Being academically accelerated offers the advantage of being able to broaden out a bit and challenge oneself with a range of enrichment options during the final couple of years. The problem is that Sophie’s school doesn’t even offer some of the courses that are considered basic high school fodder (French, Calculus, English Lit., Geography and Physics, for example), let alone fancy academic electives like Law, Latin or Psychology. And the non-academic electives tend to be introductory courses considered suitable for the Grade 7 and 8 students, with a bit of differentiation for older students. They were great for Sophie when she was younger, but three or four years later the same type of introductory Drama or Foods course is not going to optimally enrich her education, especially not when she’s taking the course for the third or fourth time. It’s true that she can access a wide variety of courses on-line, but already most of her course-work is independent in format.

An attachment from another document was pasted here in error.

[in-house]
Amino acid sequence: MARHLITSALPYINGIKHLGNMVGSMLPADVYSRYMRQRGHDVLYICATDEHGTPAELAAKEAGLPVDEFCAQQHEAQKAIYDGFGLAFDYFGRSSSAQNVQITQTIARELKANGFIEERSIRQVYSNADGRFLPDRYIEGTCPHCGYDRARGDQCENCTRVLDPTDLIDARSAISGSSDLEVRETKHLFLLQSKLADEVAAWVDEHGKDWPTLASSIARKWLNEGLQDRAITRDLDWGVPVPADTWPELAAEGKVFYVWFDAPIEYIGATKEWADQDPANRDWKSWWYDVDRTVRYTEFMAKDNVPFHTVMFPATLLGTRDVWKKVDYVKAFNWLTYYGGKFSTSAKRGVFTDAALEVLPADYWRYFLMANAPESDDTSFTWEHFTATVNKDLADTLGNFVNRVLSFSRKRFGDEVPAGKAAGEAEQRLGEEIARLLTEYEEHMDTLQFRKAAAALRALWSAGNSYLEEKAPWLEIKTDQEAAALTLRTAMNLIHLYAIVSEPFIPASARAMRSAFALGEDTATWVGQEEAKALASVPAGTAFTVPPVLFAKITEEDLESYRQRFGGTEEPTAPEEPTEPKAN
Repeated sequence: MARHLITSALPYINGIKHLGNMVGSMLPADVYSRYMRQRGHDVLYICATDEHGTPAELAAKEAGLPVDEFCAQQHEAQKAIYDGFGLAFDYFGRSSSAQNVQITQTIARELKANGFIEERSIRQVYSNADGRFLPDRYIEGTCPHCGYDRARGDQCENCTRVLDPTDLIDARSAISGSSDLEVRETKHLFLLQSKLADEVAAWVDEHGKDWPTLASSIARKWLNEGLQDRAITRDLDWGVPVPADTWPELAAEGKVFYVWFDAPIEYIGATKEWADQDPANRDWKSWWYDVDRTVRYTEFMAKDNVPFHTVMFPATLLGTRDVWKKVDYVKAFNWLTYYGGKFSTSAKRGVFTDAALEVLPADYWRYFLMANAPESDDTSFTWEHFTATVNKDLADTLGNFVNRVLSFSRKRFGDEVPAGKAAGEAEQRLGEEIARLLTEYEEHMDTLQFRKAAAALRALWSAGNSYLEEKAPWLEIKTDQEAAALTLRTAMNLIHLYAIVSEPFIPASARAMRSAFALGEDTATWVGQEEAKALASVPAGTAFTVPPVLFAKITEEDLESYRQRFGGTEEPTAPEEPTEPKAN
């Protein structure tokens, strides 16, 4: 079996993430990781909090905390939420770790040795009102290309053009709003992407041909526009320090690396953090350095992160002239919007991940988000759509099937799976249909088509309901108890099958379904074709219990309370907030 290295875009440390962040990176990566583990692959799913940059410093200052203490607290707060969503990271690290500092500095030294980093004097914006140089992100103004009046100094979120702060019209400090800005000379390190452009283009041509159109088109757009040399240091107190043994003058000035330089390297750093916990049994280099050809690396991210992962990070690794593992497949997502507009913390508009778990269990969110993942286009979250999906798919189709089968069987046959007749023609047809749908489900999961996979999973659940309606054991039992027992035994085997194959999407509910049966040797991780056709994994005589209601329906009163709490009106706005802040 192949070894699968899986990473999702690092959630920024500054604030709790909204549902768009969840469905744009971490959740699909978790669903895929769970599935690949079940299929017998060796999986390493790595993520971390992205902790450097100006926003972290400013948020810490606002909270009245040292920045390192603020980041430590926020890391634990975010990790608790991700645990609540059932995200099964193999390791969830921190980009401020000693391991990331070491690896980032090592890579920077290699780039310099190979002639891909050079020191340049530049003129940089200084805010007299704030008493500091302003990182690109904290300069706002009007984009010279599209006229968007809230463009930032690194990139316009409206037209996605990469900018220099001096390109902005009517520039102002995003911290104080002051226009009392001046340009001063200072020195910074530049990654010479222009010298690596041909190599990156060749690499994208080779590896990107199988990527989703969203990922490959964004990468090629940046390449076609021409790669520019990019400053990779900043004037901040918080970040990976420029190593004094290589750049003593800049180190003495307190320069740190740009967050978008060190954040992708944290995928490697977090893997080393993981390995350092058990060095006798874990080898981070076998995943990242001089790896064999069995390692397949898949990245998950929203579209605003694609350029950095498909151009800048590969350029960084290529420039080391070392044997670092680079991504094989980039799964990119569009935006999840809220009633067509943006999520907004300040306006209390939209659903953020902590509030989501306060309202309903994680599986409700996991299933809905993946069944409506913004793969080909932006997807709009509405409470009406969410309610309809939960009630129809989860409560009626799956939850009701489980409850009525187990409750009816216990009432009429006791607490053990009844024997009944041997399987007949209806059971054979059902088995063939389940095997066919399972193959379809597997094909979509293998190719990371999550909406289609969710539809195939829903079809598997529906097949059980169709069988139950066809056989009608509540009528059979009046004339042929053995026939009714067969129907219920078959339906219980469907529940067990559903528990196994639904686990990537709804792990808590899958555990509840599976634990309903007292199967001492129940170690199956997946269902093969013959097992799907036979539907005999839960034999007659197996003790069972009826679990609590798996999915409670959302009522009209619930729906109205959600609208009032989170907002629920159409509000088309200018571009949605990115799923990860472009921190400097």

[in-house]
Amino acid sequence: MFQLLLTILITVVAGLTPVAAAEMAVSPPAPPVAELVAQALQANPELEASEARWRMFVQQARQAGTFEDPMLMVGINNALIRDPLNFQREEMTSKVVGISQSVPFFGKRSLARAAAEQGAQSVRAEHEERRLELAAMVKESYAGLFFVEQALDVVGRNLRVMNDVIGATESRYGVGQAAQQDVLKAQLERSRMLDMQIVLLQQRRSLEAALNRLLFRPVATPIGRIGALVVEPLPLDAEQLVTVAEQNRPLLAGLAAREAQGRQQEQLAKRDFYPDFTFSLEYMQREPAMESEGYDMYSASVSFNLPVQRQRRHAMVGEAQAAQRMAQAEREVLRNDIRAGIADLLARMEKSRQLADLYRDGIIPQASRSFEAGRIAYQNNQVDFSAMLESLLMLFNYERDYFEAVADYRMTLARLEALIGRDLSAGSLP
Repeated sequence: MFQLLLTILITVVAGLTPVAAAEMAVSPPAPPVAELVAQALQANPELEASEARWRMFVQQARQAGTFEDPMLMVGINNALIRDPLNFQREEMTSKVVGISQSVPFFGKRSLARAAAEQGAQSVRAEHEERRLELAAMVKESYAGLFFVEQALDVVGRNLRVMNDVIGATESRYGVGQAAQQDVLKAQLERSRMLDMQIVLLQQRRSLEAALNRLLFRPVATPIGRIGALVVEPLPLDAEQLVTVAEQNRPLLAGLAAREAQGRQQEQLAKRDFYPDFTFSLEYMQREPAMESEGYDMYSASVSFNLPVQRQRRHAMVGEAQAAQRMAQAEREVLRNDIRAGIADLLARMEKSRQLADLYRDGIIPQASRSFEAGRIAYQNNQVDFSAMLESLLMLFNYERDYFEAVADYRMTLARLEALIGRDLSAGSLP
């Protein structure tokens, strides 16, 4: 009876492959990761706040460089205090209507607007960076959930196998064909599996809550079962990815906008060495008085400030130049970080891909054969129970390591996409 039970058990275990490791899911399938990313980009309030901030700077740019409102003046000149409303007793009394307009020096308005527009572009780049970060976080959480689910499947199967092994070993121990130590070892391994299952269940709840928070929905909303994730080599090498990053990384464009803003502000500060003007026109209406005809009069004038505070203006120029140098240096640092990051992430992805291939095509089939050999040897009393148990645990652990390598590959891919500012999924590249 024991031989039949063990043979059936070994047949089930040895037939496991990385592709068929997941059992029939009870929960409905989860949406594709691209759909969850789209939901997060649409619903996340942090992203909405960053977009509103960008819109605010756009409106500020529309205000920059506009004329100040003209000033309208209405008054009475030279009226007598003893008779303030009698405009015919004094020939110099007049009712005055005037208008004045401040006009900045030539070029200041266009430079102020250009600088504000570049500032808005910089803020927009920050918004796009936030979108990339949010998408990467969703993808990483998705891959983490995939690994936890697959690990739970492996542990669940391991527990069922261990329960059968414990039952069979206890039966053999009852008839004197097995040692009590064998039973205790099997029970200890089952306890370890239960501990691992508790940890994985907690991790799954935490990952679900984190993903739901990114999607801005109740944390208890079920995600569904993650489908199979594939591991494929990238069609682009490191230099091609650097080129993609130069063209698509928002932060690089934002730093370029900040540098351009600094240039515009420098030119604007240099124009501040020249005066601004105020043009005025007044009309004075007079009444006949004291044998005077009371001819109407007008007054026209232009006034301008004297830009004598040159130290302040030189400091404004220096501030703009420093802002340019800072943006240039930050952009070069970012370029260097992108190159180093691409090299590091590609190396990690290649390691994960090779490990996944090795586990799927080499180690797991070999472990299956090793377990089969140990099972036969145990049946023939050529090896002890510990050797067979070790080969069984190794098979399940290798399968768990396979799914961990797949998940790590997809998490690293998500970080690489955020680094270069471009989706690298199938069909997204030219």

Sophie seems bound for a post-secondary career in the sciences; she is a very high achiever, especially given her acceleration. She wants challenge, she wants a richly academic high school education, and she wants to be amongst a community of fellow-learners who are similarly engaged in their learning. She feels rather miserable when she contemplates her prospects at the local school once the current Grade 12’s graduate.